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ITC Goudy Sans®


Frederic W. Goudy designed three weights of this friendly-looking sans serif font from 1922-1929 for Lanston Monotype in the United States. Goudy was attempting to impart freedom and personality to the sans serif form at a time when geometric sans serifs, such as Futura, were gaining rapid world-wide popularity. To achieve this challenging goal, he looked to lapidary inscriptions and manuscript writing for inspiration. He included elements such as slight swellings of terminal strokes, slab serifs on a few of the caps, alternate uncial forms, and a few swash strokes. The result is uniquely Goudy: charming, instinctive, and just right for adding warmth to magazine or advertising layouts. The design staff at ITC updated and filled out the family for a total of eight styles in ITC Goudy Sans.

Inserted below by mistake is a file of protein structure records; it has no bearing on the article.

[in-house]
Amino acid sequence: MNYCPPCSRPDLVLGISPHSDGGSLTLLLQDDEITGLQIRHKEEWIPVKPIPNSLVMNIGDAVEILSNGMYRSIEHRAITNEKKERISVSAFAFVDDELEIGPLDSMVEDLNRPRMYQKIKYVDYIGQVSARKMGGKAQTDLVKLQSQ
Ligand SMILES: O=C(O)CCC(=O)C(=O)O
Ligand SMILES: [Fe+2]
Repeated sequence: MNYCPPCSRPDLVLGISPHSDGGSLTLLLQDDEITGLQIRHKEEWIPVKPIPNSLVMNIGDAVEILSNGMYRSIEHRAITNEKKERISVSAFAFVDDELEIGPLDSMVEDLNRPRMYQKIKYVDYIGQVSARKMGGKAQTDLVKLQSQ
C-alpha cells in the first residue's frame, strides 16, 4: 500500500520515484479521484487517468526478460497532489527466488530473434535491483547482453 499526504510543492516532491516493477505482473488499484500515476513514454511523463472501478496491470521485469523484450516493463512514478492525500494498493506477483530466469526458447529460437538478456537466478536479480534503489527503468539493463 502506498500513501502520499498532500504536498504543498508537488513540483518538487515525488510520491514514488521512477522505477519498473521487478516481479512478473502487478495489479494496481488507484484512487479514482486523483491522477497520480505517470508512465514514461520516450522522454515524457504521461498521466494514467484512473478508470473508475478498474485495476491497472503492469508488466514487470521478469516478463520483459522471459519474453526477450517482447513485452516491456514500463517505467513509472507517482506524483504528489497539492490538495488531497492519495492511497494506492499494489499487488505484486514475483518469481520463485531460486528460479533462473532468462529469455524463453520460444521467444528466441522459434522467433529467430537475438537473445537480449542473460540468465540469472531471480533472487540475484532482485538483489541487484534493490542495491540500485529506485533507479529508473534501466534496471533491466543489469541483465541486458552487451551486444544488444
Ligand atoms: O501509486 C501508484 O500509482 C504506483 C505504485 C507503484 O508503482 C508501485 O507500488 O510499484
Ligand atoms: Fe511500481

The ITC Goudy Sans family developed in three stages. First, Goudy created the three designs of Heavy, Light, and Light Italic for metal typesetting. Many years later, Compugraphic Corporation (the precursor to Monotype Imaging) revived Goudy’s original work for photocomposition. In the process, several improvements were made to the original design, and three more faces were added to the family. Finally, ITC re-released the design under a license agreement with Compugraphic, and the family was enlarged again to its present size of four weights and corresponding italics.

All typefaces seem to have limitations (especially those with strong personalities), but few applications are outside the range of ITC Goudy Sans. It can be an excellent communicator. Advertising copy, promotional material, catalogs, brochures and even lengthy text copy are ideally suited to ITC Goudy Sans’ capabilities.

Humanistic Sans
Sans Serif